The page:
BC: What are your personal goals for Warp Speed? What do you hope to accomplish and how will you know that you're done?
MS: My objective is to help get a vaccine. That's my number one objective. Also therapeutics, but I would say a vaccine is what's going to help us get back to a normal life over time.
I would like to have at least two or three vaccines approved.
After we have two vaccines approved and in use, I would assume that my role is done.
I would hope by then that I would also have six vaccines identified and in Phase III trials, being manufactured and stockpiled. From then it will be really a matter of continuing to execute.
I would also hope to have one or two medicines with an impact on mortality approved .
BC: Do you mean approved, or authorized — for both vaccines and therapies?
MS: I actually mean authorized. I think the approvals will come a few months later.
I would think that if that happens — and I hope it happens before the end of the year, or very early in 2021 — I would have achieved my objective. And I must say it's the objective of thousands of people involved from HHS, from DOD, from the companies that are sponsors of the vaccines, from the companies involved in manufacturing, from the principal investigators and the hundreds of clinical trial sites, and from the 150,000 volunteers that will participate in the trials.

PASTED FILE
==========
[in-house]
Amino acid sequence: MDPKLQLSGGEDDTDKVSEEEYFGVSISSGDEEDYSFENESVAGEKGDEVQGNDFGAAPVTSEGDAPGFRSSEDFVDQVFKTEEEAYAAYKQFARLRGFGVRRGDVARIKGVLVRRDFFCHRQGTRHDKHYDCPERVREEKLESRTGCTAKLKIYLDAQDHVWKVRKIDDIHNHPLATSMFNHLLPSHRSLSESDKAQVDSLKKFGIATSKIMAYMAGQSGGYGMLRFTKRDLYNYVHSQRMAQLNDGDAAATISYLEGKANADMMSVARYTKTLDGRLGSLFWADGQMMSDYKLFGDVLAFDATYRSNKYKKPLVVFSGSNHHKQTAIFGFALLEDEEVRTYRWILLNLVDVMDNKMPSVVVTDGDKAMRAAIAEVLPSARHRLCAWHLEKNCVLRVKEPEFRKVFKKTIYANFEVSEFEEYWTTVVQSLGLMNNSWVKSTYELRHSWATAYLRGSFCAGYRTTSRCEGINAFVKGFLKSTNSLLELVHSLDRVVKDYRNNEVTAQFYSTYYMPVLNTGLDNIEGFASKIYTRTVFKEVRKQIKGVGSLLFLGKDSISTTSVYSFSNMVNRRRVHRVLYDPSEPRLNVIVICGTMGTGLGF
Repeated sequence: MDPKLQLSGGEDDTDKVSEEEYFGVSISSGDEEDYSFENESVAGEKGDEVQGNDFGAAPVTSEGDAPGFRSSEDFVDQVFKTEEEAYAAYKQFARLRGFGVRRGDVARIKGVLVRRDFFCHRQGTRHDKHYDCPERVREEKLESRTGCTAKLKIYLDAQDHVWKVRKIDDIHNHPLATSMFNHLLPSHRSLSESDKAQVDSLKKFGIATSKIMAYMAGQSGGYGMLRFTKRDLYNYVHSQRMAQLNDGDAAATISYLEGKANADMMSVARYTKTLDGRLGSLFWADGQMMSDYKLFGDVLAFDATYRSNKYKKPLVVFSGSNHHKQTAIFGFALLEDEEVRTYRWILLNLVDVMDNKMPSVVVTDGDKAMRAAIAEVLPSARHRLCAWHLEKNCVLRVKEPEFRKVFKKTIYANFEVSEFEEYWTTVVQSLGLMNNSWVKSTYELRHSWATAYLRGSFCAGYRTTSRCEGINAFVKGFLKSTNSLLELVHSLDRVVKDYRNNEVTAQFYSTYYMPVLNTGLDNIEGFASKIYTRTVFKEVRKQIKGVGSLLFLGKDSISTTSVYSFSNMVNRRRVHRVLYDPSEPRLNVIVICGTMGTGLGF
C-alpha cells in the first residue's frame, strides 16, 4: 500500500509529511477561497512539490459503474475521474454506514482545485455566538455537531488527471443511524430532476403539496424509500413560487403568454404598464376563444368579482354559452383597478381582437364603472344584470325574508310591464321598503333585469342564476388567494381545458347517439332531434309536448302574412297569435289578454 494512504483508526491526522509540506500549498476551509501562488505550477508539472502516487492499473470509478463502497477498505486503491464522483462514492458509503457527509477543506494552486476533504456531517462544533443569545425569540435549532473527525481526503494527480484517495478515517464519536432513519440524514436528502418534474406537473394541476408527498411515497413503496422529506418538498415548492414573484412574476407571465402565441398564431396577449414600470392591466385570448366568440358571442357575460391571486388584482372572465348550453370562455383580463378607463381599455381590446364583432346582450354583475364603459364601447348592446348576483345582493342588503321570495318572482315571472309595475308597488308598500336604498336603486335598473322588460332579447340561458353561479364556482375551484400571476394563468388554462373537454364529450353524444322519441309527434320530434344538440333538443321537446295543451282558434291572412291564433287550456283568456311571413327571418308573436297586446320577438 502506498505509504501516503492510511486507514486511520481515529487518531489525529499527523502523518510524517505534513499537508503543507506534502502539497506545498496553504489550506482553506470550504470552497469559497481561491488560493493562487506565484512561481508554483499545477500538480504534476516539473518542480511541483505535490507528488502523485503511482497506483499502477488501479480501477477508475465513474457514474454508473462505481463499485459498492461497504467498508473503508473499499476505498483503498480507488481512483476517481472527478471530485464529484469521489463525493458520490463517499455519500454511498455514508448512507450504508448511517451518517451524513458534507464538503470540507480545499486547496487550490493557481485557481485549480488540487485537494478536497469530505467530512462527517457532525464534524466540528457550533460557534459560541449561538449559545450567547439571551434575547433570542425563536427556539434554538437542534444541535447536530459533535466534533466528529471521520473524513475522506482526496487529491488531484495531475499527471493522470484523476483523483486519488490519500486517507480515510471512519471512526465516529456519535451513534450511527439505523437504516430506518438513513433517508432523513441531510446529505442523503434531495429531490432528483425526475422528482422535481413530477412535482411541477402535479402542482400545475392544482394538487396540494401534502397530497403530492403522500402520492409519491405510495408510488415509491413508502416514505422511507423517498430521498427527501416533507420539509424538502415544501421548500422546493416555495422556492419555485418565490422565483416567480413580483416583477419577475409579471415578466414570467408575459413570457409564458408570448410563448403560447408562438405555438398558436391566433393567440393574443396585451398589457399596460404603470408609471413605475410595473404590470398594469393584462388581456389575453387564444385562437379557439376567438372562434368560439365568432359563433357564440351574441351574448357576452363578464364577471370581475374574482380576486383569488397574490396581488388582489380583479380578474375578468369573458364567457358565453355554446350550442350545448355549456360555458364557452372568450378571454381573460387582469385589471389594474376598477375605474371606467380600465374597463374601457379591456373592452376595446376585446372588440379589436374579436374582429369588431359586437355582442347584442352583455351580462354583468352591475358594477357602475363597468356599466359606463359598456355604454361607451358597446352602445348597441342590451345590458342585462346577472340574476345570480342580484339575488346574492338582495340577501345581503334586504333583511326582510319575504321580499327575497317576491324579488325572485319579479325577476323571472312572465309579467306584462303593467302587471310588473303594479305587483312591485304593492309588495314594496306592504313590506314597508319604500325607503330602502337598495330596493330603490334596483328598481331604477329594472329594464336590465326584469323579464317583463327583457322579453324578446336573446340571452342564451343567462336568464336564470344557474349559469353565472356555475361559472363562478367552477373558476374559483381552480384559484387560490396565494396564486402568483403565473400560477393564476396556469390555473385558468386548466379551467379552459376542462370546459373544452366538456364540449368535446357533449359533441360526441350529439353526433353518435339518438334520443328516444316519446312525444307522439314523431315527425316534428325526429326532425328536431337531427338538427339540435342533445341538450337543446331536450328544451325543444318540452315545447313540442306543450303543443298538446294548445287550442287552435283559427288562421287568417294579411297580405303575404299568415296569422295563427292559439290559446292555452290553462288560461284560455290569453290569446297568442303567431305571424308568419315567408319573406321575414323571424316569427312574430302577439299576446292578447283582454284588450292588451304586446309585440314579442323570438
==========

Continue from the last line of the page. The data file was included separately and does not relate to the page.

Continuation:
BC: So you are saying you think all of those goals will be achieved by the end of 2020?
MS: I think we should have two vaccines authorized either by the end of this year, 2020, or by the end of the first quarter of 2021. And I think we will have one or two medicines with an impact on mortality, also by the end of this year or within the first quarter of 2021.
BC: Have you directly or indirectly been pressured by President Trump or anyone else to make decisions that you believe were politically motivated?
MS: Well, listen, before taking the role, I did say I can take the role only if I was empowered and if there is no interference – if we can make the decisions and there is no interference. And I was guaranteed by the two secretaries [of HHS and DOD] and by Jared [Kushner] that there would be no interference. And guess what? Honestly, there has been no interference.
The President doesn't interfere. I met him four or five times to give him an update. And, you know, frankly I'm not aligned with [him], so I'm not there to praise anybody at all, but there's been no interference.